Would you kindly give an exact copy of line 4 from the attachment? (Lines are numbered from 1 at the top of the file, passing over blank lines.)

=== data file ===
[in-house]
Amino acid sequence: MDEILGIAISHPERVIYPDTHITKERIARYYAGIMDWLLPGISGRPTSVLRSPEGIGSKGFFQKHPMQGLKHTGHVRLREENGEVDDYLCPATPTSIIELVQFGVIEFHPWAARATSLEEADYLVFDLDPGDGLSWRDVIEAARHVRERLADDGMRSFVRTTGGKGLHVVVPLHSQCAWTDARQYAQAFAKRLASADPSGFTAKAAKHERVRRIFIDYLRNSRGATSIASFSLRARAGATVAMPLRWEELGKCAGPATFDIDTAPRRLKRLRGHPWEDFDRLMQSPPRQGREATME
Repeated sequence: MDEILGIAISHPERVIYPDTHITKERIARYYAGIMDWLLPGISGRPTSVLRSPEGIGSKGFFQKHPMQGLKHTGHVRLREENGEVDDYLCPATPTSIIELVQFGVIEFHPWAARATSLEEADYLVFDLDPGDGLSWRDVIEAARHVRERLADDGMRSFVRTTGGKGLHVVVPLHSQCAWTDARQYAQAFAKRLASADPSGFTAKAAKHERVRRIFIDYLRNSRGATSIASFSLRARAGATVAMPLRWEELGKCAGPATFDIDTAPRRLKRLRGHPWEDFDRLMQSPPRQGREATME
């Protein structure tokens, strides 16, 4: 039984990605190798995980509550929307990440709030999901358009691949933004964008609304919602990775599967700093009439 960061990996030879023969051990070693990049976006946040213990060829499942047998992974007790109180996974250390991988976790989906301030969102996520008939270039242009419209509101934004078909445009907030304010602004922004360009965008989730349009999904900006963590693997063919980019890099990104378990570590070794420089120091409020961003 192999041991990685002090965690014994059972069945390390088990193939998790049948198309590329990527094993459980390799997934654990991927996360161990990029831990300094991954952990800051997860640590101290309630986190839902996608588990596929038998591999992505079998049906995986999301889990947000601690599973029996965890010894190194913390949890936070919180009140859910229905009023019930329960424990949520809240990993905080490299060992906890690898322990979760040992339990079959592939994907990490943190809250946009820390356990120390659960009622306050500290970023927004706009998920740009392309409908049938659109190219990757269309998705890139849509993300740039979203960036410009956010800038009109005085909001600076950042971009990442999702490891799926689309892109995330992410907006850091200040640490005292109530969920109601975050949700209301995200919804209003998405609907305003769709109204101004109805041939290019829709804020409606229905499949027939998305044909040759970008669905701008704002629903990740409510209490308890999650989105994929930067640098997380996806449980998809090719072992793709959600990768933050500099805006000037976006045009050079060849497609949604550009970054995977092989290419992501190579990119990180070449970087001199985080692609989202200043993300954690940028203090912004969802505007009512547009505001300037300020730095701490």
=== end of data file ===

């Protein structure tokens, strides 16, 4: 039984990605190798995980509550929307990440709030999901358009691949933004964008609304919602990775599967700093009439 960061990996030879023969051990070693990049976006946040213990060829499942047998992974007790109180996974250390991988976790989906301030969102996520008939270039242009419209509101934004078909445009907030304010602004922004360009965008989730349009999904900006963590693997063919980019890099990104378990570590070794420089120091409020961003 192999041991990685002090965690014994059972069945390390088990193939998790049948198309590329990527094993459980390799997934654990991927996360161990990029831990300094991954952990800051997860640590101290309630986190839902996608588990596929038998591999992505079998049906995986999301889990947000601690599973029996965890010894190194913390949890936070919180009140859910229905009023019930329960424990949520809240990993905080490299060992906890690898322990979760040992339990079959592939994907990490943190809250946009820390356990120390659960009622306050500290970023927004706009998920740009392309409908049938659109190219990757269309998705890139849509993300740039979203960036410009956010800038009109005085909001600076950042971009990442999702490891799926689309892109995330992410907006850091200040640490005292109530969920109601975050949700209301995200919804209003998405609907305003769709109204101004109805041939290019829709804020409606229905499949027939998305044909040759970008669905701008704002629903990740409510209490308890999650989105994929930067640098997380996806449980998809090719072992793709959600990768933050500099805006000037976006045009050079060849497609949604550009970054995977092989290419992501190579990119990180070449970087001199985080692609989202200043993300954690940028203090912004969802505007009512547009505001300037300020730095701490």